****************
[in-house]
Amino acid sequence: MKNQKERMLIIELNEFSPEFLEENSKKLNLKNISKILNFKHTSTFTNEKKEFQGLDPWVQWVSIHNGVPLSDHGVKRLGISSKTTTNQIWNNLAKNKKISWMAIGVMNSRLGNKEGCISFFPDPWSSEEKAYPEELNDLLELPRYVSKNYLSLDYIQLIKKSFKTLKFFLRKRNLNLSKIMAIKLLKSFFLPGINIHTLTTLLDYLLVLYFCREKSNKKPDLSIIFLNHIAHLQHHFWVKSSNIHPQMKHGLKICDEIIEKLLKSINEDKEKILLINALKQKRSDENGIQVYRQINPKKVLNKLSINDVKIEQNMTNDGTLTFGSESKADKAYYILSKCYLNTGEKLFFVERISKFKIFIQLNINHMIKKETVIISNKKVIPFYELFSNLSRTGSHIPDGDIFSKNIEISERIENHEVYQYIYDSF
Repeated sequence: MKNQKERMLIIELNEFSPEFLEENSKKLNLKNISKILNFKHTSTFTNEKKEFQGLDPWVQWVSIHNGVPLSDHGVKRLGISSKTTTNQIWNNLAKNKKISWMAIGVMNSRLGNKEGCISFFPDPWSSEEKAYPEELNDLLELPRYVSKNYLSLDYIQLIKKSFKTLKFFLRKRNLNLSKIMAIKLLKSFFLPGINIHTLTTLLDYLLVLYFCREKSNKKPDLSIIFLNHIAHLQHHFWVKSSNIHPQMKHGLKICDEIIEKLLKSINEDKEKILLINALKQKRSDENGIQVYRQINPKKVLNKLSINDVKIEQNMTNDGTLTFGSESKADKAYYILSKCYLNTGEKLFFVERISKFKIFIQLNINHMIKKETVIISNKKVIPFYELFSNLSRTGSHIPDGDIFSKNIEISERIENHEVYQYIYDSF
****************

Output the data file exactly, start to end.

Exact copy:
[in-house]
Amino acid sequence: MKNQKERMLIIELNEFSPEFLEENSKKLNLKNISKILNFKHTSTFTNEKKEFQGLDPWVQWVSIHNGVPLSDHGVKRLGISSKTTTNQIWNNLAKNKKISWMAIGVMNSRLGNKEGCISFFPDPWSSEEKAYPEELNDLLELPRYVSKNYLSLDYIQLIKKSFKTLKFFLRKRNLNLSKIMAIKLLKSFFLPGINIHTLTTLLDYLLVLYFCREKSNKKPDLSIIFLNHIAHLQHHFWVKSSNIHPQMKHGLKICDEIIEKLLKSINEDKEKILLINALKQKRSDENGIQVYRQINPKKVLNKLSINDVKIEQNMTNDGTLTFGSESKADKAYYILSKCYLNTGEKLFFVERISKFKIFIQLNINHMIKKETVIISNKKVIPFYELFSNLSRTGSHIPDGDIFSKNIEISERIENHEVYQYIYDSF
Repeated sequence: MKNQKERMLIIELNEFSPEFLEENSKKLNLKNISKILNFKHTSTFTNEKKEFQGLDPWVQWVSIHNGVPLSDHGVKRLGISSKTTTNQIWNNLAKNKKISWMAIGVMNSRLGNKEGCISFFPDPWSSEEKAYPEELNDLLELPRYVSKNYLSLDYIQLIKKSFKTLKFFLRKRNLNLSKIMAIKLLKSFFLPGINIHTLTTLLDYLLVLYFCREKSNKKPDLSIIFLNHIAHLQHHFWVKSSNIHPQMKHGLKICDEIIEKLLKSINEDKEKILLINALKQKRSDENGIQVYRQINPKKVLNKLSINDVKIEQNMTNDGTLTFGSESKADKAYYILSKCYLNTGEKLFFVERISKFKIFIQLNINHMIKKETVIISNKKVIPFYELFSNLSRTGSHIPDGDIFSKNIEISERIENHEVYQYIYDSF